Although widely popularized in WWII Victory Gardens had their roots in WWI. Dr. Rose Hayden-Smith, a historian and nationally recognized expert on Victory Gardens and wartime food policies discusses the subtle differences.
Initially called “Liberty Gardens” in WWI they were promoted at home, schools and at work as a way to secure the national food supply. Americans were encouraged to grow more fruits and vegetables locally as a way to reduce food miles so that trains could move troops and materials instead. Additionally this freed up agricultural products that could be shipped to our allies in Europe. This call to patriotism served to unify a diverse population under one goal of assuring allied victory.
Just ten days after the bombing of Pearl Harbor the USDA convened a National War Garden Defense Conference to organize the WWII Victory Garden program, which became one of the most iconic wartime mobilization efforts in either war. This time Americans were encouraged to garden more for unity and service to the nation as a morale booster for troops and those at home. Although the food supply was secure, this effort was about improving American health and lifestyle and reconnecting Americans to the land.
That sentiment has never been more important today as we battle obesity, try to encourage a healthy lifestyle, engage the community and strive to protect the environment. Visible initiatives such as the White House Victory Garden and the People’s Garden at the Department of Agriculture seek to inspire those millions that pass by each year.
Appointed as Secretary of Agriculture in 2009, Tom Vilsack wasted no time in implementing the People’s Garden as a commemoration of USDA founder Abraham Lincoln’s 200th birthday. The 6,000 square foot organic garden replaces asphalt and includes 1,900 square feet of raised beds. Joe and Secretary Vilsack discuss the mission of the garden.
“Population must increase rapidly — more rapidly than in former times — and ere long the most valuable of all arts, will be the art of deriving a comfortable subsistence from the smallest area of soil. No community whose every member possesses this art, can ever be the victim of oppression of any of its forms. Such community will be alike independent of crowned-kings, money-kings, and land-kings.”
Address before the Wisconsin State Agricultural Society, Milwaukee, Wisconsin, September 30, 1859
Leading by example, this initiative has grown globally to gardens in every state in the US, several territories, some foreign counties and embassies, many of which are in schools – 525 and counting. Encompassing food production, education and physical activity Secretary Vilsack hopes to inspire people to reconnect to their food supply and recognize the associated risks so farmers and ranchers are more appreciated for how difficult it is to raise food.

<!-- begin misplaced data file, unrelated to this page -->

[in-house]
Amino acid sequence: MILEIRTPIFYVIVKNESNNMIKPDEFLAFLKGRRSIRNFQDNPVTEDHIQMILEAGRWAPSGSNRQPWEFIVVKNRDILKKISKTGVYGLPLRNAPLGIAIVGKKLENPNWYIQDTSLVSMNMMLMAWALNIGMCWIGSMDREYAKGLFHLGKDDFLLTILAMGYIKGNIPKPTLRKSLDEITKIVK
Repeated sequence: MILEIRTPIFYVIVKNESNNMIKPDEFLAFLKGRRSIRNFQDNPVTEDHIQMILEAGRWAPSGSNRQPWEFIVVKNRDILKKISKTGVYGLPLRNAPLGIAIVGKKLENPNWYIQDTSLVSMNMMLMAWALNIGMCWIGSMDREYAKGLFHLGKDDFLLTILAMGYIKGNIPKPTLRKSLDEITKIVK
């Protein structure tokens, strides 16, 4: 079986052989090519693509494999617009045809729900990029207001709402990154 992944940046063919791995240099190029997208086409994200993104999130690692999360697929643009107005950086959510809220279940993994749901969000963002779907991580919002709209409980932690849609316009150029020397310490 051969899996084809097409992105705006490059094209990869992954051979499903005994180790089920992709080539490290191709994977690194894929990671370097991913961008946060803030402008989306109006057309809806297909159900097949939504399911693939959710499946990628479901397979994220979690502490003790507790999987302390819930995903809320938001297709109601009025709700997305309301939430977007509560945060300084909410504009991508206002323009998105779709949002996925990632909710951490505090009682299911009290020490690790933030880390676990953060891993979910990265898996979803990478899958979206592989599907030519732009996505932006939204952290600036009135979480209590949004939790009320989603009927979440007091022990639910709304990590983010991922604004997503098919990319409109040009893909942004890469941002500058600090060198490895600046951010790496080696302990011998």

As a large donor to D.C. Central Kitchen, the People’s Garden had so far contributed 60,000 lbs. of fresh produce. Patti gets a first-hand look into the world of this inspirational non-profit by Chief Development Officer, Brian McNair.
Besides providing 4,500 meals per day to at-risk individuals in shelters, halfway houses, and transitional homes, D.C. Central Kitchen offers nationally recognized culinary training and job placement for those clients they serve.
On an individual level many gardeners are embracing the concept of growing and sharing your own right at home. One such gardener in suburban Chicago is Shawna Coronado who mixes vegetables and ornamentals seamlessly in her front yard garden.
Saddened that a neighbor could not afford to feed her family and subsequently lost her home, Shawna decided to inspire others to make a difference and contribute produce to feed the hungry. Gardening organically with sustainability in mind, her small garden provides enough fresh produce not only to feed her family but to donate to local food pantries as well. Join Joe as he and Shawna discuss some of the special features incorporated into her garden.
One of Joe’s favorite edibles to bring a colorful pop to your garden and to your plate is Swiss chard. Chef Nathan takes heed and prepares a tasty frittata for breakfast.
For more information
Listen to Joe’s podcast with Dr. Rose Hayden-Smith